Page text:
Posts Tagged ‘The Plain’

100th Anniversary of 1912 Carlisle-Army Game

November 9, 2012

Follows is the short article I was asked to write for The Torch, the monthly magazine of the U. S. Army War College, to commemmorate the 100th Anniversary of the 1912 Carlisle-Army football game:

The Cadets of West Point took the field on The Plain November 9, 1912, aiming to avenge their 1905 loss to Carlisle Indian School in the two schools’ only previous battle, also on The Plain. Missing from the second battle were the players and coaches from both 1905 teams and Major William A. Mercer, Carlisle Superintendent and Calvary officer, who had arranged that game by gaining permission from the War Department. Also AWOL in 1912 were the large crowd, dignitaries, and media interest the first game attracted. Present in 1912 were Jim Thorpe, Gus Welch, Joe Guyon, Pop Warner, Leland Devore, Dwight Eisenhower, Babe Weyand (in the bleachers), and Pot Graves, a cast surely destined for a movie.

Ominous clouds filled the sky and a cold wind blew across the field, making passing and punting risky businesses. Both sides’ emotions ran high as the combatants craved a victory. Carlisle arrived undefeated, the only blemish on their record a scoreless tie with Washington and Jefferson College, a month earlier. Army was 3-1 with a 6-0 loss to Yale. Holding the Eli of Yale to only four first downs and a low score gave the Cadets hope for success over the Indians.

Newspaper accounts after the game never considered its outcome in doubt, but those looking only at the scoreboard, at least for the first half, may have thought otherwise. The Indians bested the Cadets for most of the first half but didn’t score due to errant forward passes in the end zone. The turning point of the second quarter came when Carlisle fullback Stancil “Possum” Powell was expelled from the game for punching Army quarterback Vern “Nig” Pritchard. The 27-yard penalty combined with Powell’s ejection dampened the Indians’ spirits. Army then moved the ball forward the remaining 27 yards with fullback Geoffrey Keyes pushing the ball across the goal line. Pritchard missed the kick after the touchdown.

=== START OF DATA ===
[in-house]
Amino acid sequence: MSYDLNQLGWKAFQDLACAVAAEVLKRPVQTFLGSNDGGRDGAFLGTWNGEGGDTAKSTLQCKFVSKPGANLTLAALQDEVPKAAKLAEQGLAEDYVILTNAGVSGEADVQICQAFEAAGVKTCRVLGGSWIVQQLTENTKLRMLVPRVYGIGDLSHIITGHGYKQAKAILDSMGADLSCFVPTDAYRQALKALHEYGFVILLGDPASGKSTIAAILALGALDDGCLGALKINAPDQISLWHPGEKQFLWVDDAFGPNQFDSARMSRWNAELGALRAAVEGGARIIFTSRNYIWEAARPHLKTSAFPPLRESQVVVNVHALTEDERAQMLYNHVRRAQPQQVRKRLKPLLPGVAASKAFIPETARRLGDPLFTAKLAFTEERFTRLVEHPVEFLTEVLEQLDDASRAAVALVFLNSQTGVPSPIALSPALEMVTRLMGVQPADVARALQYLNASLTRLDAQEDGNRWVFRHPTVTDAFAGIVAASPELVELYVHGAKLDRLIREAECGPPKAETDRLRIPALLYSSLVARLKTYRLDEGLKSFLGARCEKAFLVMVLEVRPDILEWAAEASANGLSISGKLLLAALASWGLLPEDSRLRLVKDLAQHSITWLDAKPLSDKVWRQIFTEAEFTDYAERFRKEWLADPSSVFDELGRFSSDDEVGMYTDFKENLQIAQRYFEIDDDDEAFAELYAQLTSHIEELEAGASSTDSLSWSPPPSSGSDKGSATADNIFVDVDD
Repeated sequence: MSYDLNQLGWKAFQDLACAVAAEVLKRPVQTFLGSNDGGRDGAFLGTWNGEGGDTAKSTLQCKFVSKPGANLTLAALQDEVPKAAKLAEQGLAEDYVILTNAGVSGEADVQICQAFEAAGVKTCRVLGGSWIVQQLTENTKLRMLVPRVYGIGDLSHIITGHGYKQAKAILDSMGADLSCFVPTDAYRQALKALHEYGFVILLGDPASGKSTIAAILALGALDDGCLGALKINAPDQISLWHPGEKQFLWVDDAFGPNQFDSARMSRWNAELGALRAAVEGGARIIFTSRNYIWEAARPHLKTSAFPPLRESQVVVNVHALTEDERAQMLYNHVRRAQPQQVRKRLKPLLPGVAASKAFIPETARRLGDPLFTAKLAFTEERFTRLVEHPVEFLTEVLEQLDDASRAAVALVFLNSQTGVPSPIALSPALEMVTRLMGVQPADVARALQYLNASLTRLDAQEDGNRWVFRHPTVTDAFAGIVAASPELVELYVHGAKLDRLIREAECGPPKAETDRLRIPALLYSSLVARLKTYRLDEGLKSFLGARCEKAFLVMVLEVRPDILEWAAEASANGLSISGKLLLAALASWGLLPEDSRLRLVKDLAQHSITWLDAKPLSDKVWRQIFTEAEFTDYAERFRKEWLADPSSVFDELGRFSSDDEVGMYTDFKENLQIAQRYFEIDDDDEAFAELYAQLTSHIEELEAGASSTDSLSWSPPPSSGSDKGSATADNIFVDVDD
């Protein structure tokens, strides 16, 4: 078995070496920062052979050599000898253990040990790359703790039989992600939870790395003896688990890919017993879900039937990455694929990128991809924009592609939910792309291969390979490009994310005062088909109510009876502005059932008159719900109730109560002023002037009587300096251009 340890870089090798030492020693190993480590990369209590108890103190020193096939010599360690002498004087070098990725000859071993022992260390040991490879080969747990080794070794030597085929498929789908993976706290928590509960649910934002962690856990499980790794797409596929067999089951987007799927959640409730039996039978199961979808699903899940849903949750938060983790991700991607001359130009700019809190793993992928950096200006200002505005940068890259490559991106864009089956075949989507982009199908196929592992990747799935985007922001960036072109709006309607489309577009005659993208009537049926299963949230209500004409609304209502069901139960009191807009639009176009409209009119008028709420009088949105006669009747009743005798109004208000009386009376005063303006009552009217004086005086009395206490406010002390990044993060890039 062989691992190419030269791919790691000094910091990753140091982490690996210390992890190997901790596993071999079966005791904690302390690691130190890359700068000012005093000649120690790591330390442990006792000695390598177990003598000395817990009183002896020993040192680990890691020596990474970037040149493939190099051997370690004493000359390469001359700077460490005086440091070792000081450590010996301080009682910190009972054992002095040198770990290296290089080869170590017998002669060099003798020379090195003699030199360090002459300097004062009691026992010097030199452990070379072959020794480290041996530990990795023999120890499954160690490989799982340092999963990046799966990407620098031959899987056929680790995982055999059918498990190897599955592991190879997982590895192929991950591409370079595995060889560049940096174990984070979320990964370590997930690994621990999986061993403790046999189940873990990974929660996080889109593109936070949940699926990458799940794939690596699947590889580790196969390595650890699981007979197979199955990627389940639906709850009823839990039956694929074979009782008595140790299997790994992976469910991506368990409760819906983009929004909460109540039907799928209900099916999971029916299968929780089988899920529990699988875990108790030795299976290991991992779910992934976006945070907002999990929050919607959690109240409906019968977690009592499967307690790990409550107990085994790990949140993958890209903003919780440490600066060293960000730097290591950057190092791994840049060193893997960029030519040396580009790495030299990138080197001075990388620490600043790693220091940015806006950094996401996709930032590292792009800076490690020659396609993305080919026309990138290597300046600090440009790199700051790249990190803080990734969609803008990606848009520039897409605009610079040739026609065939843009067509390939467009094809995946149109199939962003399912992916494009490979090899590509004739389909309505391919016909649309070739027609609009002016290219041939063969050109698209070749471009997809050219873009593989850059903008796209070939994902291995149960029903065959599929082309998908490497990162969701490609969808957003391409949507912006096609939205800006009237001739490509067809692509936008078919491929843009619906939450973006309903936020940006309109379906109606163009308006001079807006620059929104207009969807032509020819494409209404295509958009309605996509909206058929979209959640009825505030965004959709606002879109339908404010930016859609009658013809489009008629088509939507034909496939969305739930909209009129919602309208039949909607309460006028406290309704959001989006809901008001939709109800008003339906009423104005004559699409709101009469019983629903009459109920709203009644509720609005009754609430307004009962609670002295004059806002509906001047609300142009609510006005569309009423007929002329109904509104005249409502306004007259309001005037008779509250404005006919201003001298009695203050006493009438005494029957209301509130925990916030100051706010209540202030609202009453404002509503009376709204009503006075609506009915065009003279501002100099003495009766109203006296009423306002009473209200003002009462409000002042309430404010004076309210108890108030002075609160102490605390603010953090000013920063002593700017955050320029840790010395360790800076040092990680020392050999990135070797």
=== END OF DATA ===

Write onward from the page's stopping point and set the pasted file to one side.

Momentum shifted in the Indians’ favor on the kickoff opening the second half when All-America tackle and team captain Leland Devore jumped on Joe Guyon, who had been getting the better of him all day, getting himself thrown out of the game. Army defensive backs Dwight Eisenhower and Charles Benedict knocked each other out of the game for the rest of the quarter in a failed attempt to sideline Thorpe. The Indians scored 27 unanswered points to lick Army worse than any opponent had beaten them in many years.

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The Plain, The Plain

May 17, 2008

I just received a copy of Michie by James G. Sweeney. Michie is of course West Point’s venerable Michie Stadium, site of many historic football contests. Sweeney’s description is enough to make one want to spend an October Saturday along the Hudson taking in fall foliage, tradition, spectacle and even a football game all at once. Having served in the Air Force rather than wait for greetings from my friends and neighbors to don an army uniform, I know nothing about West Point. It seems that Army’s football tradition and history is as important to their alumni and supporters as is The Big House to my wife. However, it is not Michie Stadium that caught my attention, it was its predecessor, The Plain.

Before Michie Stadium was inaugurated in 1924, the cadets battled their opponents on The Plain, a large drill field that figures prominently on campus. The Plain was also the site of some historic football games, more historic in my estimation than those played at Michie, but then I’m not a West Pointer. It was on The Plain that the soldiers first met the Indians in hand-to-hand combat in 1905 and the Indians emerged victorious. The Indians of which I speak are the Carlisle Indians who wrestled with future officers for the pigskin three times in their glorious history. The Indians won the first two games, 1905 and 1912, but were routed in 1917, the last year Carlisle fielded a team. After athletics were deemphasized in 1914, Carlisle was no longer competitive and many of the athletes who would have been present in 1917 were in France fighting a shooting war. So, that game doesn’t count for much.

The 1905 and 1912 games were truly historic. Jim Sweeney tells me he is writing something about them. Hearing things from the other side’s perspective will be interesting. Another historic game was played on The Plain in 1913 when a team from a little-known Jesuit college in Indiana was booked to fill an open spot in Army’s schedule.